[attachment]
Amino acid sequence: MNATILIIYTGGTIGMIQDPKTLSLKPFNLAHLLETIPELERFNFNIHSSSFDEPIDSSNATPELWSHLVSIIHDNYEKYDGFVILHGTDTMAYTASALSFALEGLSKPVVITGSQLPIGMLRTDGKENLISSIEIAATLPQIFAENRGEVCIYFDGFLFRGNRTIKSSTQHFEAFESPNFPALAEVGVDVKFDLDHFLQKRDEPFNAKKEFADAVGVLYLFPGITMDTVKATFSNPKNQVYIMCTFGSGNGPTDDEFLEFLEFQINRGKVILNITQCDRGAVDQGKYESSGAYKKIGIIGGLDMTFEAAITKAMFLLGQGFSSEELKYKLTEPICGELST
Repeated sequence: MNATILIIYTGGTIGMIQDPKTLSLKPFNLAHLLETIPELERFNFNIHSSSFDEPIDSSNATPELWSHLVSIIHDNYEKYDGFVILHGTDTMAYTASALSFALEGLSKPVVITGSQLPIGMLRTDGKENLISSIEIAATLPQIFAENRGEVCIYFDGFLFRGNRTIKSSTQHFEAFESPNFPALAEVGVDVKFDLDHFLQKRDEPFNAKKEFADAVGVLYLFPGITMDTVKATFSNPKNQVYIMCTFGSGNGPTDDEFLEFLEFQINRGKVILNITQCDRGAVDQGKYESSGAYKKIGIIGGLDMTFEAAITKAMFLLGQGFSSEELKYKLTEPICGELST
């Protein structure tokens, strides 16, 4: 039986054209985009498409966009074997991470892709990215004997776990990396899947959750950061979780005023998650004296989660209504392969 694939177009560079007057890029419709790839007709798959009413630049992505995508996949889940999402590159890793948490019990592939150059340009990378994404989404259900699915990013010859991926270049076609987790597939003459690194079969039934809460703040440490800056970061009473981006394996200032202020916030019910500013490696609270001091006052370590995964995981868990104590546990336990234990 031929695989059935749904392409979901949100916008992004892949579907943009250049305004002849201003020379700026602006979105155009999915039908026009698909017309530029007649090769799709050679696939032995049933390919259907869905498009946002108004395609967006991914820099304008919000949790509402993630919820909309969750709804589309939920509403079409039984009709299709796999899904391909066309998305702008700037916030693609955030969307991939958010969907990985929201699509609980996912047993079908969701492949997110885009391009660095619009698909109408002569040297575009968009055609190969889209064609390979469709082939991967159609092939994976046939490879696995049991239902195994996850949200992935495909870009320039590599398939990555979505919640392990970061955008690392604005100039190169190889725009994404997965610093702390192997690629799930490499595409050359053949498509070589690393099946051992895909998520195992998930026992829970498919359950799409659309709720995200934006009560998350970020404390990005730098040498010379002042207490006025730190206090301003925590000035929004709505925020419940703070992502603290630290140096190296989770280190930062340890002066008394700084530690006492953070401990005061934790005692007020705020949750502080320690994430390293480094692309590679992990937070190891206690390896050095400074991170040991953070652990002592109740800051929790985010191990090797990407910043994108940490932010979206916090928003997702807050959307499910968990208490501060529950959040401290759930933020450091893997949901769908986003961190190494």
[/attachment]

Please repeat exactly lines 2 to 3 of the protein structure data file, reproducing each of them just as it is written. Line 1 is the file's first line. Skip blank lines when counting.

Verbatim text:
Repeated sequence: MNATILIIYTGGTIGMIQDPKTLSLKPFNLAHLLETIPELERFNFNIHSSSFDEPIDSSNATPELWSHLVSIIHDNYEKYDGFVILHGTDTMAYTASALSFALEGLSKPVVITGSQLPIGMLRTDGKENLISSIEIAATLPQIFAENRGEVCIYFDGFLFRGNRTIKSSTQHFEAFESPNFPALAEVGVDVKFDLDHFLQKRDEPFNAKKEFADAVGVLYLFPGITMDTVKATFSNPKNQVYIMCTFGSGNGPTDDEFLEFLEFQINRGKVILNITQCDRGAVDQGKYESSGAYKKIGIIGGLDMTFEAAITKAMFLLGQGFSSEELKYKLTEPICGELST
């Protein structure tokens, strides 16, 4: 039986054209985009498409966009074997991470892709990215004997776990990396899947959750950061979780005023998650004296989660209504392969 694939177009560079007057890029419709790839007709798959009413630049992505995508996949889940999402590159890793948490019990592939150059340009990378994404989404259900699915990013010859991926270049076609987790597939003459690194079969039934809460703040440490800056970061009473981006394996200032202020916030019910500013490696609270001091006052370590995964995981868990104590546990336990234990 031929695989059935749904392409979901949100916008992004892949579907943009250049305004002849201003020379700026602006979105155009999915039908026009698909017309530029007649090769799709050679696939032995049933390919259907869905498009946002108004395609967006991914820099304008919000949790509402993630919820909309969750709804589309939920509403079409039984009709299709796999899904391909066309998305702008700037916030693609955030969307991939958010969907990985929201699509609980996912047993079908969701492949997110885009391009660095619009698909109408002569040297575009968009055609190969889209064609390979469709082939991967159609092939994976046939490879696995049991239902195994996850949200992935495909870009320039590599398939990555979505919640392990970061955008690392604005100039190169190889725009994404997965610093702390192997690629799930490499595409050359053949498509070589690393099946051992895909998520195992998930026992829970498919359950799409659309709720995200934006009560998350970020404390990005730098040498010379002042207490006025730190206090301003925590000035929004709505925020419940703070992502603290630290140096190296989770280190930062340890002066008394700084530690006492953070401990005061934790005692007020705020949750502080320690994430390293480094692309590679992990937070190891206690390896050095400074991170040991953070652990002592109740800051929790985010191990090797990407910043994108940490932010979206916090928003997702807050959307499910968990208490501060529950959040401290759930933020450091893997949901769908986003961190190494």